The goal of furrr is to combine purrr’s family of mapping functions with future’s parallel processing capabilities. The result is near drop in replacements for purrr functions such as
map2_dbl(), which can be replaced with their furrr equivalents of
future_map2_dbl() to map in parallel.
The code draws heavily from the implementations of purrr and future.apply and this package would not be possible without either of them.
Every variant of the following functions has been implemented:
You can install the released version of furrr from CRAN with:
And the development version from GitHub with:
# install.packages("remotes") remotes::install_github("DavisVaughan/furrr")
The easiest way to learn about furrr is to browse the website. In particular, the function reference page can be useful to get a general overview of the functions in the package, and the following vignettes are deep dives into various parts of furrr:
furrr has been designed to function as identically to purrr as possible, so that you can immediately have familiarity with it.
The default backend for future (and through it, furrr) is a sequential one. This means that the above code will run out of the box, but it will not be in parallel. The design of future makes it incredibly easy to change this so that your code will run in parallel.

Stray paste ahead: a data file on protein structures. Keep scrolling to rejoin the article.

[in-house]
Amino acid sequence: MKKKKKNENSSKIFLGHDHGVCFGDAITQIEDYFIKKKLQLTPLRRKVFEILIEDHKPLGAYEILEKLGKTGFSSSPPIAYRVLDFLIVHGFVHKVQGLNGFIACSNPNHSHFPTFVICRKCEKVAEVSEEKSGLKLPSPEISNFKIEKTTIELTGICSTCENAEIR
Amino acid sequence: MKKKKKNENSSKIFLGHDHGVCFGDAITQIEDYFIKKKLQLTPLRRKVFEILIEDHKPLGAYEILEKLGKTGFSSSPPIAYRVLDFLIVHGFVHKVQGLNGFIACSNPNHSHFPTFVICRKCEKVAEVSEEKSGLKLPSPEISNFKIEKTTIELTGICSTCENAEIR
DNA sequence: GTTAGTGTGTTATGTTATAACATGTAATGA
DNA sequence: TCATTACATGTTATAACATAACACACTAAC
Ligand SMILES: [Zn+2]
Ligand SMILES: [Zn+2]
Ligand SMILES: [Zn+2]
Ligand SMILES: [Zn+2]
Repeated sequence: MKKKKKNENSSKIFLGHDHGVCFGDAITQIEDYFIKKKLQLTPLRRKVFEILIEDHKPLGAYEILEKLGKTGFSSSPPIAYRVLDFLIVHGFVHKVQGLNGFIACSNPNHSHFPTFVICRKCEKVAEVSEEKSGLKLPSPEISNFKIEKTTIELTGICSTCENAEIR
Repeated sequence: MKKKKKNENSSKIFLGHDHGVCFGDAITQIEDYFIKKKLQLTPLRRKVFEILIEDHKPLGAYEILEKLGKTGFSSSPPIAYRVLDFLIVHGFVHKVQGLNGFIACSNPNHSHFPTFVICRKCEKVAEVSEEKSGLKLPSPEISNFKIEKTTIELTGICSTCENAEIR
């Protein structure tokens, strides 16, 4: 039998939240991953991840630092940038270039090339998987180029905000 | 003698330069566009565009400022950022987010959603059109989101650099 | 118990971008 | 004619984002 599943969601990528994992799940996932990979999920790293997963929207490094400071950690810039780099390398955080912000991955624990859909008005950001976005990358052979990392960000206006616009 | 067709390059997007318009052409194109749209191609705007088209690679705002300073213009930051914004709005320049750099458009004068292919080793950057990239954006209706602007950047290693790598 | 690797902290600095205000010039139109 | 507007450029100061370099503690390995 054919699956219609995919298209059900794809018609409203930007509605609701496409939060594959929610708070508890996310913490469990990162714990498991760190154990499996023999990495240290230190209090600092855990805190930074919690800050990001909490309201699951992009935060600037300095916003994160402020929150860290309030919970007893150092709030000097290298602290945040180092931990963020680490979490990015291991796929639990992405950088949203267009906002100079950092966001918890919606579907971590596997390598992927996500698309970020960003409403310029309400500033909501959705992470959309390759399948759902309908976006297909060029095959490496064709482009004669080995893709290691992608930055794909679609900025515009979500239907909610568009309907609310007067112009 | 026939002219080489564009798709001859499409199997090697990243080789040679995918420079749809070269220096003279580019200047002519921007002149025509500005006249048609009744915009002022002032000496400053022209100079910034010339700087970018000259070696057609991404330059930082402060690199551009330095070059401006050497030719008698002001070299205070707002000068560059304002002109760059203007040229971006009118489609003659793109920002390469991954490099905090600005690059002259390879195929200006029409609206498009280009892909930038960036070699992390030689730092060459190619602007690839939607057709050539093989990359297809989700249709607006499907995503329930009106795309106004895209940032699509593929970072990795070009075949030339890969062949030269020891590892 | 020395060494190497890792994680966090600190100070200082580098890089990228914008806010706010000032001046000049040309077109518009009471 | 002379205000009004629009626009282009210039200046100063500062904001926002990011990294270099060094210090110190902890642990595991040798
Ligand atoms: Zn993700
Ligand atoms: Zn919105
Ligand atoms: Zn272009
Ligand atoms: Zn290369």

# Set a "plan" for how the code should run. plan(multisession, workers = 2) # This does run in parallel! future_map(c("hello", "world"), ~.x) #> [] #>  "hello" #> #> [] #>  "world"
If you are still skeptical, here is some proof that we are running in parallel.
library(tictoc) # This should take 6 seconds in total running sequentially plan(sequential) tic() nothingness <- future_map(c(2, 2, 2), ~Sys.sleep(.x)) toc() #> 6.08 sec elapsed
# This should take ~2 seconds running in parallel, with a little overhead # in `future_map()` from sending data to the workers. There is generally also # a one time cost from `plan(multisession)` setting up the workers. plan(multisession, workers = 3) tic() nothingness <- future_map(c(2, 2, 2), ~Sys.sleep(.x)) toc() #> 2.212 sec elapsed
It’s important to remember that data has to be passed back and forth between the workers. This means that whatever performance gain you might have gotten from your parallelization can be crushed by moving large amounts of data around. For example, if you are moving large data frames to the workers, running models in parallel, and returning large model objects back, the shuffling of data can take a large chunk of that time. Rather than returning the entire model object, you might consider only returning a performance metric, or smaller specific pieces of that model that you are most interested in.
This performance drop can especially be prominent if using
future_pmap() to iterate over rows and return large objects at each iteration.